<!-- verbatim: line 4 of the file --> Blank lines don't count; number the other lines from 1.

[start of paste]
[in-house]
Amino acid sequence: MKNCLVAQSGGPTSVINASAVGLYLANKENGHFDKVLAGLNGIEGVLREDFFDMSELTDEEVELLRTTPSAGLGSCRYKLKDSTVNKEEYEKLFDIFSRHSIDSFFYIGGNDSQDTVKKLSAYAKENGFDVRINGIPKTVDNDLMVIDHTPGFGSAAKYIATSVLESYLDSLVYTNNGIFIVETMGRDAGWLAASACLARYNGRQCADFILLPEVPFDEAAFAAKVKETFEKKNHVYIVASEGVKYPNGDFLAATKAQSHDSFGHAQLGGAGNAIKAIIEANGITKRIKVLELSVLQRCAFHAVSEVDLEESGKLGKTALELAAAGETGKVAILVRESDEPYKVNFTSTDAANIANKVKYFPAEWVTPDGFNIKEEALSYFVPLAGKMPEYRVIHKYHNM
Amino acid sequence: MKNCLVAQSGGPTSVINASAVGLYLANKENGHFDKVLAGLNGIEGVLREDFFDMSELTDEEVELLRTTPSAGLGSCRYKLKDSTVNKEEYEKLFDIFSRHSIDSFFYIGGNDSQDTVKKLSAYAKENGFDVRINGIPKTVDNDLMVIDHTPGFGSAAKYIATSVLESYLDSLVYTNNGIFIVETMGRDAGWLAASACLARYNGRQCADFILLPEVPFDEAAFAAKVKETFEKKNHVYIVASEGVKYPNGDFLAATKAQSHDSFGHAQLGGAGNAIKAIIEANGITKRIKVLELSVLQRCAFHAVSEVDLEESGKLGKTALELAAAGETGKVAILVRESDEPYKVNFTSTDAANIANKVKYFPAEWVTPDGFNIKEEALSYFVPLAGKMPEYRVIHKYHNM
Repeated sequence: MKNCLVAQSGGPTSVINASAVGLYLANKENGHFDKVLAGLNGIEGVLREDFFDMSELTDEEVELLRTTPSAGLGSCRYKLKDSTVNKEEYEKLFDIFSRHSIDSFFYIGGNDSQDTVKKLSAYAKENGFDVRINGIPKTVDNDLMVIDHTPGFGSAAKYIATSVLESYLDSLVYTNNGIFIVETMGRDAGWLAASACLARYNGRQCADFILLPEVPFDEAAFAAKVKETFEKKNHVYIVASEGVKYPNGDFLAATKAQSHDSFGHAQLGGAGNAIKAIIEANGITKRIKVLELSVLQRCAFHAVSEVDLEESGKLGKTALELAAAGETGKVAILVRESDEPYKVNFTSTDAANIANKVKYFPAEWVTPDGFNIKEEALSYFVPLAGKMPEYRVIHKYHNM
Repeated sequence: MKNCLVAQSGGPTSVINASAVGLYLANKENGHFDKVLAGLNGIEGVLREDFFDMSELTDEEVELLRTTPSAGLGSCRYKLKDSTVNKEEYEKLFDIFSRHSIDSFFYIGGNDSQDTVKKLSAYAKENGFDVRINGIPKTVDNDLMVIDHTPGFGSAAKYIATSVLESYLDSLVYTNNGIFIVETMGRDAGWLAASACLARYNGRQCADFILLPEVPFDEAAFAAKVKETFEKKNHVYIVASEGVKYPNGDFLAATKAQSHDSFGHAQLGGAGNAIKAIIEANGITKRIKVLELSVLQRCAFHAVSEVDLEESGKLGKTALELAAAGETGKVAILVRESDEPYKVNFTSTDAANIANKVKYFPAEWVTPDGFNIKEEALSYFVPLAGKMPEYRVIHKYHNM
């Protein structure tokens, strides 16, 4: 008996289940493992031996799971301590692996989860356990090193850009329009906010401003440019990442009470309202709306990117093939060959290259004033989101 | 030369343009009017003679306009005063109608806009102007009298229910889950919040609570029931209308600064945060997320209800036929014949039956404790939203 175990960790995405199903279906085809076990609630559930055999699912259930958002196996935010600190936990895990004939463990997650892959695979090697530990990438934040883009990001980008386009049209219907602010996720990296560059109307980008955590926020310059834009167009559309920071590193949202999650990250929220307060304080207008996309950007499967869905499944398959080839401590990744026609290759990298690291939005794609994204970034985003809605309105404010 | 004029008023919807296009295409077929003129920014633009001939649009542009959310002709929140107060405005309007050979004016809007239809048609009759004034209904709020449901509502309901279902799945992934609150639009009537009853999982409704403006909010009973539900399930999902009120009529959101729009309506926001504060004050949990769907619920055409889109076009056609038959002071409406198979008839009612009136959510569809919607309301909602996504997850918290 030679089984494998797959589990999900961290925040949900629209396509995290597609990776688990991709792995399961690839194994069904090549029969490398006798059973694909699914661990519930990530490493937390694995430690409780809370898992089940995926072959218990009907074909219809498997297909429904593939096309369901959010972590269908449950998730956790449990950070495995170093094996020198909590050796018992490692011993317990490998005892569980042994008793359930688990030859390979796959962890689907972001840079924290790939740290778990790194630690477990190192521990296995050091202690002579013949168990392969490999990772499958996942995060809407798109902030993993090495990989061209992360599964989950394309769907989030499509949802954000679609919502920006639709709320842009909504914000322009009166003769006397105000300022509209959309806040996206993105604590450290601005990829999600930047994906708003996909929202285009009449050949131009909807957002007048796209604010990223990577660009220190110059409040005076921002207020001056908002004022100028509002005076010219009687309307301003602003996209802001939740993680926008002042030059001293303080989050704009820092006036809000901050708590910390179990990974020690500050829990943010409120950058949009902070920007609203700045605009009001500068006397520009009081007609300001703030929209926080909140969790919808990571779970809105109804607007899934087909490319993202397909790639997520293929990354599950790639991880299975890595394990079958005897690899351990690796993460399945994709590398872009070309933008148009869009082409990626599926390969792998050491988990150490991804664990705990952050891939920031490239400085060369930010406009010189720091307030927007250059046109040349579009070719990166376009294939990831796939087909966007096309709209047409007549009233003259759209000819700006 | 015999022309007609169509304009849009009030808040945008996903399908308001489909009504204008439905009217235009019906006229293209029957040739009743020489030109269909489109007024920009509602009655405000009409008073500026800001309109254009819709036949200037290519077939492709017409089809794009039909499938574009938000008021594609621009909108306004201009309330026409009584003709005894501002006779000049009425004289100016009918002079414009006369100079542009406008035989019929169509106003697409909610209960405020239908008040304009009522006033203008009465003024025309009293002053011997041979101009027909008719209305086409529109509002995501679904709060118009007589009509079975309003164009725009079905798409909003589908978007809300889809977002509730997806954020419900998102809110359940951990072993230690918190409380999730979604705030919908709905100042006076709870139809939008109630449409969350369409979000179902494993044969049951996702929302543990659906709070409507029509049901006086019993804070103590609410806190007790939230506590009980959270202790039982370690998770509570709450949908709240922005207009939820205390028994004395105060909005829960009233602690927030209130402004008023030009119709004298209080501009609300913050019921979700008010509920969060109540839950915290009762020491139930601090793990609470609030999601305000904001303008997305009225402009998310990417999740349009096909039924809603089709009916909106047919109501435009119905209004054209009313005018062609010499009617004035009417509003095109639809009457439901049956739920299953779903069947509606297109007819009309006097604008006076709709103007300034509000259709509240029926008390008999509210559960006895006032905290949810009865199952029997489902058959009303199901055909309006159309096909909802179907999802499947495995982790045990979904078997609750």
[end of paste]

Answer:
Repeated sequence: MKNCLVAQSGGPTSVINASAVGLYLANKENGHFDKVLAGLNGIEGVLREDFFDMSELTDEEVELLRTTPSAGLGSCRYKLKDSTVNKEEYEKLFDIFSRHSIDSFFYIGGNDSQDTVKKLSAYAKENGFDVRINGIPKTVDNDLMVIDHTPGFGSAAKYIATSVLESYLDSLVYTNNGIFIVETMGRDAGWLAASACLARYNGRQCADFILLPEVPFDEAAFAAKVKETFEKKNHVYIVASEGVKYPNGDFLAATKAQSHDSFGHAQLGGAGNAIKAIIEANGITKRIKVLELSVLQRCAFHAVSEVDLEESGKLGKTALELAAAGETGKVAILVRESDEPYKVNFTSTDAANIANKVKYFPAEWVTPDGFNIKEEALSYFVPLAGKMPEYRVIHKYHNM